I aspire to live each day of my life out of three core convictions: 1) That my identity and worth flow from being lavishly loved by God, 2) That my security is grounded in the abundance of God’s provision for every need, and 3) That God’s power to work all for good allows me to trust and surrender to whatever is given in each circumstance. Pretty much everything I am writing or speaking these days is infused with these simple but profound truths.

I was running (slowly) up a mountain yesterday…and breathing was much on my mind. Years ago a colleague of mine would frequently use a metaphor to describe the abundance that surrounds us every day. He would say, How many of you wake up in the morning worried that there won’t be enough oxygen to breath that day? It was a humorous and effective lesson: everything we really need is available to us. “Daily bread,” right?

As I was running, however, I became keenly aware of every runner’s reality—the direct relationship between your ability to access oxygen…and the pace you’re trying to keep. It felt like an extension of my friend’s old storyline. Is there enough oxygen to breath? Absolutely…if (and this is a big if) you are running at the right pace. And the converse is also true: If you’re not getting enough oxygen, then you’re probably running at the wrong pace! As in, faster than you are meant to go.

So how do we even know what is the “right” pace or the “wrong” pace? Often we try to set our pace by the example of those around us, particularly those we admire. But this is problematic since, just as there are no two physiologies the same, neither are there two souls the same. Pacing is a very personal matter, and comparisons with others aren’t terribly helpful in the running of our daily lives.

Okay, so if pacing is personal, the question still remains—What’s the right pace for me? And the answer—as it occurred to me on the mountain yesterday—is deceptively simple. Your personal pace should match your ability to take in the oxygen. In other words the supply of spiritual, emotional, relational, financial (etc) resources available to you in this present moment must be sufficient for what you are trying to accomplish. And if they are not, you’re simply running too fast and you need to slow down until that equilibrium is established.

Moving fast is the idol of our current culture and isn’t likely to change anytime soon, so if you have any motivation or vision in your life at all, you’re going to feel the temptation to outrun your resources. I’m reminded of a line from the cherished Psalm 23, “Surely goodness and mercy will follow me all the days of my life.” What a powerful image! Like puppies, these two qualities that symbolize God’s abundance are following you everywhere you go. But…you can outrun them. Move at too quick a pace, and you distance yourself from accessing the goodness and mercy your soul craves. Not enough oxygen. (Sorry for mixing my metaphors.)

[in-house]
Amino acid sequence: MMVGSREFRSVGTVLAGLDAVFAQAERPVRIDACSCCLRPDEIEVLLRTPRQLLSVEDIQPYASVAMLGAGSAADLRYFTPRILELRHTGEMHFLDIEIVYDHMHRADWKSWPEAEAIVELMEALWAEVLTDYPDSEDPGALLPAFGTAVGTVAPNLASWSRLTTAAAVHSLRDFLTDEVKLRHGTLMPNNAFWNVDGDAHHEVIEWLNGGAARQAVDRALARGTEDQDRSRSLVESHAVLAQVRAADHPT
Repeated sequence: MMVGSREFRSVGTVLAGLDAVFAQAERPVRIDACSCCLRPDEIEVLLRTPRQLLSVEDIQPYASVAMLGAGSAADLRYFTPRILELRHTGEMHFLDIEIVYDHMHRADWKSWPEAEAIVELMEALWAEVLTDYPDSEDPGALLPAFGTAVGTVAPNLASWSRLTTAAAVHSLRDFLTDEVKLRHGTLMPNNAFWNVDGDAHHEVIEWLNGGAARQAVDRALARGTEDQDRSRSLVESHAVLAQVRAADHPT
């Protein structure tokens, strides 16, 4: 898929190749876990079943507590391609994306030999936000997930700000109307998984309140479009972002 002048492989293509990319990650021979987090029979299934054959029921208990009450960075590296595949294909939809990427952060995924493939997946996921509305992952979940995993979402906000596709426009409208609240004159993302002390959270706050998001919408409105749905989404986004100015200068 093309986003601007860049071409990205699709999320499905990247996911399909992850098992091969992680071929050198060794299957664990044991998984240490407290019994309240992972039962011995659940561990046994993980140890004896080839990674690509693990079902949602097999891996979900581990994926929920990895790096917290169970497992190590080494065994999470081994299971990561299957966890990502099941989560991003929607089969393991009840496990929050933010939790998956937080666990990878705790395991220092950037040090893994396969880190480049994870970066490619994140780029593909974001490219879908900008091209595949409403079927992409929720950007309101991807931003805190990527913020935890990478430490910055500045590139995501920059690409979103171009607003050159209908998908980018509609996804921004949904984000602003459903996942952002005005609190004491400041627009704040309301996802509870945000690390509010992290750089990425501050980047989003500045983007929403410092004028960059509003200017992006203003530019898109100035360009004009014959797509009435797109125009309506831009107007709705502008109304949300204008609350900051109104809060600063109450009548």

What do you think about your pace right now? Too slow? Too fast? Or is it Goldilocks—just right? Seriously, how is your oxygen working for you?

Honestly I had to admit last week that my air was too thin. I was not thriving. I was outpacing my oxygen; the provision was there but I couldn’t access it because I was trying to do too much. Move too fast. It was humbling, but I had to tell my individual clients that I was taking the month of June off from coaching in order to recalibrate my pace. I can’t help them thrive if I’m not thriving myself. And the same is true for you, whatever your context: If you’re not getting enough oxygen, you can’t empower those around you who depend on you.

When you’re running physically, this reality self-calibrates. Once we get beyond our ability to metabolize our oxygen, we will slow down! Your body will enforce it. In life and leadership this truth self-calibrates as well…but it takes a little longer. Eventually we will experience a breakdown of some kind—emotionally, spiritually, relationally. So if we want to avoid that kind of damage, we have to pay attention.

Paying attention is the first and most vital spiritual practice of life. Running the mountain yesterday was a great opportunity to pay attention to body and soul. What will you do to pay attention to your oxygen level today?



Grab your journal and take an hour in a quiet, beautiful location—maybe a local park or retreat center. If you can’t snag an hour today, put it on your calendar now for sometime this week. Talk with God about how you are or aren’t thriving at your current activity level. Write down your insights along with any adjustments you might need to make to your pace. Remind yourself of the Big Three: You are beloved, There is enough, and You can surrender to God.


Don’t outrun your oxygen.